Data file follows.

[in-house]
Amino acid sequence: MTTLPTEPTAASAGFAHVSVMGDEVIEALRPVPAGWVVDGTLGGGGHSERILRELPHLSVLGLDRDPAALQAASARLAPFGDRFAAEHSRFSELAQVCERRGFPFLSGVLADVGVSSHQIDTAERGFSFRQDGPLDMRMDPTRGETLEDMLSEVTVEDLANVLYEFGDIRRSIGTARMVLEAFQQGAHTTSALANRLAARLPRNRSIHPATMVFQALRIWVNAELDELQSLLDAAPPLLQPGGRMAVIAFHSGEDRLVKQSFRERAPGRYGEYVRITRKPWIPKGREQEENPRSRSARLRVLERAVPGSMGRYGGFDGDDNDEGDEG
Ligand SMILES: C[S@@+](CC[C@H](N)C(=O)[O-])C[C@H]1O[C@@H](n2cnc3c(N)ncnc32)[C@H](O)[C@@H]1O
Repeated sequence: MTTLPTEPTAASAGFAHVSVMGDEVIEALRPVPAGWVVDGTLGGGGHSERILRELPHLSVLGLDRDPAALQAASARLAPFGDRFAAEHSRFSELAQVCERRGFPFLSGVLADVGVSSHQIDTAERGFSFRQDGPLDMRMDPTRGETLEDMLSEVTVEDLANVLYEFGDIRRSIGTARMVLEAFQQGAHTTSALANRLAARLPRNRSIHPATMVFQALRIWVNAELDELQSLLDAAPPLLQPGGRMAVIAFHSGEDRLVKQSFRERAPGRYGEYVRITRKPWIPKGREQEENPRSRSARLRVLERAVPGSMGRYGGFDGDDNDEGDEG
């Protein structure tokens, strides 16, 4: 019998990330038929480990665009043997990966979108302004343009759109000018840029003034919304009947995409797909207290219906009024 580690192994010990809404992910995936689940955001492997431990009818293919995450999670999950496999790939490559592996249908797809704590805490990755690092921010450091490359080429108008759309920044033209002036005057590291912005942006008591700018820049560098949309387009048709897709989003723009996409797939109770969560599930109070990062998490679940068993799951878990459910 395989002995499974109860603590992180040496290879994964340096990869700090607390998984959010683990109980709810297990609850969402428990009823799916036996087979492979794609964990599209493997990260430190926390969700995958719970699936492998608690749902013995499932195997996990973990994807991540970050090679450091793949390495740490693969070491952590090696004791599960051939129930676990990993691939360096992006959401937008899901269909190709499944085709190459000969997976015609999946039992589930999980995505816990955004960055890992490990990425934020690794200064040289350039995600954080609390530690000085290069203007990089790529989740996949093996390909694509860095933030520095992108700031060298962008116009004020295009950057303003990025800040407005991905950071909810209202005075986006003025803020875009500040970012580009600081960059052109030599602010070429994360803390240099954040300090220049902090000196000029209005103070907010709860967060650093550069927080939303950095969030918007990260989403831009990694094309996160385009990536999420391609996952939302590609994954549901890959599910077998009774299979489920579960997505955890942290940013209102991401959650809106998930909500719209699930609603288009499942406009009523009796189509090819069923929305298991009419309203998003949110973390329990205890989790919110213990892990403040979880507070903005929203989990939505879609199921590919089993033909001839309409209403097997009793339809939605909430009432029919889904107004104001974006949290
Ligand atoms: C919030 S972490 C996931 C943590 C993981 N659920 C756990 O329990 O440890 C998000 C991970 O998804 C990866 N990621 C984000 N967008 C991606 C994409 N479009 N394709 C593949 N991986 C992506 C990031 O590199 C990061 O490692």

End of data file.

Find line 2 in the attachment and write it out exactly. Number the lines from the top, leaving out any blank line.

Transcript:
Amino acid sequence: MTTLPTEPTAASAGFAHVSVMGDEVIEALRPVPAGWVVDGTLGGGGHSERILRELPHLSVLGLDRDPAALQAASARLAPFGDRFAAEHSRFSELAQVCERRGFPFLSGVLADVGVSSHQIDTAERGFSFRQDGPLDMRMDPTRGETLEDMLSEVTVEDLANVLYEFGDIRRSIGTARMVLEAFQQGAHTTSALANRLAARLPRNRSIHPATMVFQALRIWVNAELDELQSLLDAAPPLLQPGGRMAVIAFHSGEDRLVKQSFRERAPGRYGEYVRITRKPWIPKGREQEENPRSRSARLRVLERAVPGSMGRYGGFDGDDNDEGDEG